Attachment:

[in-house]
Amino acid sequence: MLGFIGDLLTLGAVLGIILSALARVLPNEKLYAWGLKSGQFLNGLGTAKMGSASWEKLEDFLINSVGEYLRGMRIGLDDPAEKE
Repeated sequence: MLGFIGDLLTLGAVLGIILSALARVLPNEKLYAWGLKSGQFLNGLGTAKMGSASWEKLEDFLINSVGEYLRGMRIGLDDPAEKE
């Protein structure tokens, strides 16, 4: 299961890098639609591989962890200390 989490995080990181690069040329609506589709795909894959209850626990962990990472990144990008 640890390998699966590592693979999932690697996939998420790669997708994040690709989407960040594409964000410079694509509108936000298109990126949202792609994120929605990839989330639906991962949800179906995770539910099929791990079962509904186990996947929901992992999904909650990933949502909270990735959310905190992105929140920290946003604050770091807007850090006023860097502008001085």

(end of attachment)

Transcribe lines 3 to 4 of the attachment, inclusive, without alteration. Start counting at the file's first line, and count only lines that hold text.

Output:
Repeated sequence: MLGFIGDLLTLGAVLGIILSALARVLPNEKLYAWGLKSGQFLNGLGTAKMGSASWEKLEDFLINSVGEYLRGMRIGLDDPAEKE
């Protein structure tokens, strides 16, 4: 299961890098639609591989962890200390 989490995080990181690069040329609506589709795909894959209850626990962990990472990144990008 640890390998699966590592693979999932690697996939998420790669997708994040690709989407960040594409964000410079694509509108936000298109990126949202792609994120929605990839989330639906991962949800179906995770539910099929791990079962509904186990996947929901992992999904909650990933949502909270990735959310905190992105929140920290946003604050770091807007850090006023860097502008001085």